I’ll be honest: creating content for newsjacking can be exhausting. But if you do it creatively, you don’t even have to spend a lot of time. Alternatively, you could cover a new concept in depth by hiring a ContentFly writer to write your article for you.
You’ll get it super fast, so you’ll be ahead of the game.
Thirdly, establish thought authority, especially if the topic is your area of expertise.
For example, if you’re a SEO, it makes sense to cover Google algorithm updates. And if you want to show that you’ve been in the game for a long time and you know your stuff, you can reference your experience.
9. Zendesk: Stand out in the SERPs
Zendesk is so sure of their product’s value that, once they noticed people were looking for alternatives to their product, they decided to create a page targeting “Zendesk alternative.”
Presenting: Zendesk Alternative!
Their kooky little page became one of the first few results in the SERPs (search engine results pages) for the “Zendesk alternative” keyword soon enough. They’re at spot #3 even today.
They actually presented themselves as an alt rock band with lyrics such as:
Now, I’m not saying you should present your business as a band. But your content can stand out in the SERPs.
How to make searchers actually click
First things first: you need great content. But you can take care of that with ContentFly.
The second thing is optimizing your content.
Look up your target keywords and pay attention to prominent results, including Featured Snippets. What kind of results are you seeing?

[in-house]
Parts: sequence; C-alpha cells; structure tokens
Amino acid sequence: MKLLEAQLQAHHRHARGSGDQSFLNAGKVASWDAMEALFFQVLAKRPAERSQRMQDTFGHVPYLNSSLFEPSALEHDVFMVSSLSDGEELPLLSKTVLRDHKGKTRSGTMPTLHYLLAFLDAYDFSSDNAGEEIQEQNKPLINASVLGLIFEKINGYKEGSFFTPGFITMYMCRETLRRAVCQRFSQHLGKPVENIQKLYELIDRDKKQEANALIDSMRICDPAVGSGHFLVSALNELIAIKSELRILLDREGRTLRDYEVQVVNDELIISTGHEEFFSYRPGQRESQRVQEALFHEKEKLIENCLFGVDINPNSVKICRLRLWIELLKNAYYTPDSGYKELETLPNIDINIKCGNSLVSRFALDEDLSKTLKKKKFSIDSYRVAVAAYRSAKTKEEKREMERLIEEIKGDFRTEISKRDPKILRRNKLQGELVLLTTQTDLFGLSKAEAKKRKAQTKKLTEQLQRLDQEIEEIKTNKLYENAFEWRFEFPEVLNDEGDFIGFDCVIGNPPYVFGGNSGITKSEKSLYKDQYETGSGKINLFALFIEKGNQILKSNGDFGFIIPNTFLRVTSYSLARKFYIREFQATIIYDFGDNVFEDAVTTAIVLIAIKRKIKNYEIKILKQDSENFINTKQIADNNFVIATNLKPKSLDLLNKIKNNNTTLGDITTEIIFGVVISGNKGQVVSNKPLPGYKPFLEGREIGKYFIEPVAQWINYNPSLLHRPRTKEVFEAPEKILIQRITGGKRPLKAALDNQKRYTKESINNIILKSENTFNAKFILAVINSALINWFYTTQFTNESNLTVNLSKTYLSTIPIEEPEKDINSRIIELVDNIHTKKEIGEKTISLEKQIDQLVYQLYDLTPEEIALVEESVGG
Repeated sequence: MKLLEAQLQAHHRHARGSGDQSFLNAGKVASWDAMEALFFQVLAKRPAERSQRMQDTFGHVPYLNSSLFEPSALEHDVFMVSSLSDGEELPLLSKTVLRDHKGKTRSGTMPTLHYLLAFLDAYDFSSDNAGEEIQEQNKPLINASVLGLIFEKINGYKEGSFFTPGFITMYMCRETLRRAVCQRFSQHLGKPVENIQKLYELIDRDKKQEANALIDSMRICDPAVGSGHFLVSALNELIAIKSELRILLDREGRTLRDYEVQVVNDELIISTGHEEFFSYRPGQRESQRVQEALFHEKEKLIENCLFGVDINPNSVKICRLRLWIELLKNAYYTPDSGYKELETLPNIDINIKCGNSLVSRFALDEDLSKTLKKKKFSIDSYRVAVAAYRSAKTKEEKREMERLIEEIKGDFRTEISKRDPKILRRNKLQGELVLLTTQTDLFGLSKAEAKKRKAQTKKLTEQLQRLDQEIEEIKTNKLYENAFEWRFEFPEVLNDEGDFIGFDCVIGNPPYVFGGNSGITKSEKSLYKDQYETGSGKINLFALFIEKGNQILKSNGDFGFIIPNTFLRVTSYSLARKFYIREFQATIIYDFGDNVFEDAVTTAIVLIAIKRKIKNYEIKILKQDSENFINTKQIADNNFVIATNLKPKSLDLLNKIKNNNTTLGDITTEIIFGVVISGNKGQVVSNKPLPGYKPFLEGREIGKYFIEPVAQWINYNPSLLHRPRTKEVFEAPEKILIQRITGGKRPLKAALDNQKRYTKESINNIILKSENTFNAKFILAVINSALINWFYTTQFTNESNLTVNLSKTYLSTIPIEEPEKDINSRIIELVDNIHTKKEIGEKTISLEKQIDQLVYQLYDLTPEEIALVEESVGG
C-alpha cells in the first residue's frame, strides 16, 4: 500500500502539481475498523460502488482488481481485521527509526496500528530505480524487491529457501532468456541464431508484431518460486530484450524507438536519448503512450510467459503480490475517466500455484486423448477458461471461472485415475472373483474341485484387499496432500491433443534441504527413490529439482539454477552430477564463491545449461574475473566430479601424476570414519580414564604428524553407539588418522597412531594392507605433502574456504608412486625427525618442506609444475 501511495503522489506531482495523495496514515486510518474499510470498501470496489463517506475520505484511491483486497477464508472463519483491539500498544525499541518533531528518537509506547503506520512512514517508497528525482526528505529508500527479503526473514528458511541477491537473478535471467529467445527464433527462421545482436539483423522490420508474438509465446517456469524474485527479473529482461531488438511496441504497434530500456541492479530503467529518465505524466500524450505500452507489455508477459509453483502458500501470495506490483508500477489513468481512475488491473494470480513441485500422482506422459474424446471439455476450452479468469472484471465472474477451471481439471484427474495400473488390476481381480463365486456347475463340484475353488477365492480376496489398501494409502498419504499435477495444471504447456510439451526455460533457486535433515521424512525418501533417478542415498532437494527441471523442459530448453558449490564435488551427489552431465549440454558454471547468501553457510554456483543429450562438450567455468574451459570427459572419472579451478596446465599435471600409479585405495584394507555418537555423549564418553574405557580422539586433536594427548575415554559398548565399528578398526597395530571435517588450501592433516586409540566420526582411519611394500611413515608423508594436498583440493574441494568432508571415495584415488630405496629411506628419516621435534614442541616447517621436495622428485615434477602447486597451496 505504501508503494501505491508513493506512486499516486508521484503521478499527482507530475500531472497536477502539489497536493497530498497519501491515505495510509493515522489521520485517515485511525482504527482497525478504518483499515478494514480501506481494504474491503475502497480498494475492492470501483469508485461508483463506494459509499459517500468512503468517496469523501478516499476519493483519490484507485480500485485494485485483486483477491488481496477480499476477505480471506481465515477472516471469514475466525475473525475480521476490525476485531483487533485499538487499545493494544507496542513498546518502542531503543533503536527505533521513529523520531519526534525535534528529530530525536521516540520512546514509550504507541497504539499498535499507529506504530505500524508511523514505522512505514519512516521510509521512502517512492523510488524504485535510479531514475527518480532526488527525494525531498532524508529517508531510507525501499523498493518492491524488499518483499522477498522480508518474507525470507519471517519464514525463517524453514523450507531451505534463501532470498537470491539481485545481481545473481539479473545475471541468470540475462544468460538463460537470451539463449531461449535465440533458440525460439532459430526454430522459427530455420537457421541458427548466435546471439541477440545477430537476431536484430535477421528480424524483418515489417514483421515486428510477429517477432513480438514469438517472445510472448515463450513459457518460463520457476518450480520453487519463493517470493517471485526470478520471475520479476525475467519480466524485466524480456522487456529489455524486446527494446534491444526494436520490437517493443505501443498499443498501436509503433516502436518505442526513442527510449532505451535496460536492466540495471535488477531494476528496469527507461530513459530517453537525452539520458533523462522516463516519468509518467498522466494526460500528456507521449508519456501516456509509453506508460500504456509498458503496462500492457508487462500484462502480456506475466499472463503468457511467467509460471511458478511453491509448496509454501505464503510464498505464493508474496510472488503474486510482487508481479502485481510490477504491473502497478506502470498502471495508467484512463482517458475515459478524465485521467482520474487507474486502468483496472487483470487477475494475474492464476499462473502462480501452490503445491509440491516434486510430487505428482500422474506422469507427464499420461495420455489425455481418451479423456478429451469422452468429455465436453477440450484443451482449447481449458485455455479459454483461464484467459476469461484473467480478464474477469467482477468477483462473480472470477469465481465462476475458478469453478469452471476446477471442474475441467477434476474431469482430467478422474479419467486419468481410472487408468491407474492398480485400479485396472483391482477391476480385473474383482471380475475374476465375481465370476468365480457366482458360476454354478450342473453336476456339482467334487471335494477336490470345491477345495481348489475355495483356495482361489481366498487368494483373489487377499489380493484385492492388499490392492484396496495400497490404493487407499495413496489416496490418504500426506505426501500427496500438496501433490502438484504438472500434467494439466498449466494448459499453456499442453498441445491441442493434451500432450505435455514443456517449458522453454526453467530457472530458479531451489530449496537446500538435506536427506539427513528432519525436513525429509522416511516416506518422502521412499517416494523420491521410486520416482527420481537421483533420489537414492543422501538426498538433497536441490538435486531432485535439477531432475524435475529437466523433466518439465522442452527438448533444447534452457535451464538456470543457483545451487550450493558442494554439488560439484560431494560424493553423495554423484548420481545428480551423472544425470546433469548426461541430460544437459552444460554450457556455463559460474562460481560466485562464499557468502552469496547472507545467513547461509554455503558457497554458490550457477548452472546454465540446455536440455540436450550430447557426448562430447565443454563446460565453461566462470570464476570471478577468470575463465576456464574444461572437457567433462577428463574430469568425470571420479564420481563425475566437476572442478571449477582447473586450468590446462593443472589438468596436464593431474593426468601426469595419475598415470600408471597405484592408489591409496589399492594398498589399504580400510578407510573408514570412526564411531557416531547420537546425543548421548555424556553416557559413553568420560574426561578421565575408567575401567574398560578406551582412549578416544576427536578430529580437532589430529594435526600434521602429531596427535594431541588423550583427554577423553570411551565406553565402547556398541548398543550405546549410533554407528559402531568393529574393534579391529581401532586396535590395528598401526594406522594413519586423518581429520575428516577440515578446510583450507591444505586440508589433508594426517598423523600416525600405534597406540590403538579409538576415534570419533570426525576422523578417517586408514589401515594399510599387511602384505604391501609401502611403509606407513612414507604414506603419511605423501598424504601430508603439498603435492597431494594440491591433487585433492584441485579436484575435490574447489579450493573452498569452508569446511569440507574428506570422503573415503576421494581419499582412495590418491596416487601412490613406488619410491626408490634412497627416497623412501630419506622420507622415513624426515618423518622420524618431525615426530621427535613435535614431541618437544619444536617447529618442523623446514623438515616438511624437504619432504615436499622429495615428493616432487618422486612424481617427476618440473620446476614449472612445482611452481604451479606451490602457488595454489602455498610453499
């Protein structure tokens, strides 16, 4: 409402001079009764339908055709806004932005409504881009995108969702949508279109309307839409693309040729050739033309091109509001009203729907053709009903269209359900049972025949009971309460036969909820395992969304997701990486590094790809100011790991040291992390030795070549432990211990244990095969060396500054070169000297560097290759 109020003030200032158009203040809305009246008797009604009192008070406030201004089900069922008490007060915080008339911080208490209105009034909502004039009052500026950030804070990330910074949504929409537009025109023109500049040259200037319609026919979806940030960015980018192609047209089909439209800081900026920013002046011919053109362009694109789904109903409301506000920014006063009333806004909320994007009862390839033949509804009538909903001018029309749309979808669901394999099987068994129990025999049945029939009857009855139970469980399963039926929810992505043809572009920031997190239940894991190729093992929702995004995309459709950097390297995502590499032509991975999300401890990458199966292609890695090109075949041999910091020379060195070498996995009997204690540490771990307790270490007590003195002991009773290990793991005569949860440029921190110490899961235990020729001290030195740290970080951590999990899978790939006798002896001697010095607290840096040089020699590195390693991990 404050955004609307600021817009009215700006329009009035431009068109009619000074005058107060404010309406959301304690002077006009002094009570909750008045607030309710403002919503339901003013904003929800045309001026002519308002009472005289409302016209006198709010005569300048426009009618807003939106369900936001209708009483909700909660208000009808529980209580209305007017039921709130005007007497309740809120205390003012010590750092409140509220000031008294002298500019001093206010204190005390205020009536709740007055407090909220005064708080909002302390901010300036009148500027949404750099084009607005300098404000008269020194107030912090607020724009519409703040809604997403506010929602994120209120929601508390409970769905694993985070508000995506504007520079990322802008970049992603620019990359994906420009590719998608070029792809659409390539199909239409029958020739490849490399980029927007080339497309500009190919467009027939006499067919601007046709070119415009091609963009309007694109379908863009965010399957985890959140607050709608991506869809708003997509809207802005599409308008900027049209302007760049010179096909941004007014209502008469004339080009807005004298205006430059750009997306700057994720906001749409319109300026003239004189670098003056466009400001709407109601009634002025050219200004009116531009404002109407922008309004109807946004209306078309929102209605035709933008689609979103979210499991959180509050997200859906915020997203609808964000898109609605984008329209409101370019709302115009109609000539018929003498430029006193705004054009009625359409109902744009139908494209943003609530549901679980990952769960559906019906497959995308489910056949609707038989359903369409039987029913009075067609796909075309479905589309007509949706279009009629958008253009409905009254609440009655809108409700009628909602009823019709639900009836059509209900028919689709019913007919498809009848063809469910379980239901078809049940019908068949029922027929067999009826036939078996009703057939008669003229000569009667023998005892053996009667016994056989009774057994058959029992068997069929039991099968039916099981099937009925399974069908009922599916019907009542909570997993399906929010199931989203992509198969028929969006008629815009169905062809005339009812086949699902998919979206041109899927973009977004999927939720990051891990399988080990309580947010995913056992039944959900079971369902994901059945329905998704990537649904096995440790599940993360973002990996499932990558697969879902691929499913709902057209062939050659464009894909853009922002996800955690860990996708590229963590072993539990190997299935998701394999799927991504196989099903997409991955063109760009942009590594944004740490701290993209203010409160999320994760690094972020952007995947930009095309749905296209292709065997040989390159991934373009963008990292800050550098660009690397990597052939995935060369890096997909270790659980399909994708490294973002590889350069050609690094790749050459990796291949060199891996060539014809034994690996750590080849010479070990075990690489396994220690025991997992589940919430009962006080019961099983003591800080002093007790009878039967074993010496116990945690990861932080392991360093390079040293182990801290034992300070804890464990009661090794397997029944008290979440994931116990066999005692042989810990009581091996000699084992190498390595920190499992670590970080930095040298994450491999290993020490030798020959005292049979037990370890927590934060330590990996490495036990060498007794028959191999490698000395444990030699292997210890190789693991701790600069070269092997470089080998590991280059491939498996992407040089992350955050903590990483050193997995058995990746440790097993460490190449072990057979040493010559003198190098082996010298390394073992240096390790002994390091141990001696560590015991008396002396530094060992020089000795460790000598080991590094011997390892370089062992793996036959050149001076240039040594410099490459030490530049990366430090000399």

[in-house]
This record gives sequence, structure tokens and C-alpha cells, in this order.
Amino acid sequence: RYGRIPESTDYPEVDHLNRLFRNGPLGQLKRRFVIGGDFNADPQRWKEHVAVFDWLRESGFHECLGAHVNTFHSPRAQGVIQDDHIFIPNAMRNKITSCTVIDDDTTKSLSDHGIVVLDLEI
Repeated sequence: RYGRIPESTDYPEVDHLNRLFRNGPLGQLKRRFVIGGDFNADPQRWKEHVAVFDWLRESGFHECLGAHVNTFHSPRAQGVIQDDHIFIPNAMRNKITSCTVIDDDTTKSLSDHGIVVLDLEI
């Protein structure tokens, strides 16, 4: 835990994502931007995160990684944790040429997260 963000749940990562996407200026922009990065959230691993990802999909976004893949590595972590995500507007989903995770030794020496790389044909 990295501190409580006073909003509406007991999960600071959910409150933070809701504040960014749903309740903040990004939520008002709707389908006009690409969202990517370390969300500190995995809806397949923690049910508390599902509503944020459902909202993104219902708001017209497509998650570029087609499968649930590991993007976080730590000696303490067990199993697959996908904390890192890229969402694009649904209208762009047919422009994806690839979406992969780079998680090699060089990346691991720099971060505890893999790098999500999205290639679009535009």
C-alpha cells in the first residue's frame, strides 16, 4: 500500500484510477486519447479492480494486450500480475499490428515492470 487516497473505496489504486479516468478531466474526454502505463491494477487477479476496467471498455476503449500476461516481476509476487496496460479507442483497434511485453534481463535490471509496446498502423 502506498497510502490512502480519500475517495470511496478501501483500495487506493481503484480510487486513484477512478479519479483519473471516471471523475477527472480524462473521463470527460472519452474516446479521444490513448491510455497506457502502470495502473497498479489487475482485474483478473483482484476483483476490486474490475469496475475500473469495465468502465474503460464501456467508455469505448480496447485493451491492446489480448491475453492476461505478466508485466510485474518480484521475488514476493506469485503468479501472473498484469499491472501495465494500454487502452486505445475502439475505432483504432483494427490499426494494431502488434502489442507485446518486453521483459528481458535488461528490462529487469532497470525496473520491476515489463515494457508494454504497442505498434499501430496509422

For example, if you’re seeing a lot of listicles, you’re going to need a listicle even more comprehensive than the one currently featured as a Featured Snippet.
Similarly, if you're targeting keywords about statistics and data, format your content into tables.
You can also optimize for “People Also Ask” sections by answering frequently asked questions clearly in your content. Make your heading the question, and offer your answer in the next paragraph.
Finally, there’s this little trick that not many businesses are using: Schema and structured data.
Schema markup is a set of specific codes for all kinds of businesses and different types of content. They're used to explain your content to search engine bots. And once bots pick up what you're putting down, they're going to make sure searchers do the same.
All you have to do is visit the Schema website, find the right industry, and take a lot at the codes that might describe your content and your business.
Then, you can simply add them to your content with a plug-in (or ask your resident tech whiz to help you out).
If you use Schema, you’ll be signaling to Google what your content really is.
Consequently, your pages in the search engine results will be more prominent; they’ll be displayed as images, videos, include ratings, work hours, and a lot more!
One of the most popular Schema examples are definitely recipes. If you're posting recipes, you can pick from codes such as "Ingredients," "Cooking time," images, and more.
Are you ready for some content magic?
I know, when you’re a small business owner, you can’t easily compete with the bigwigs.
But you don’t even have to.
All it takes is a little elbow grease, and a few tricks up your sleeve.
You’ve got this!
(And your friends at ContentFly have got your back.)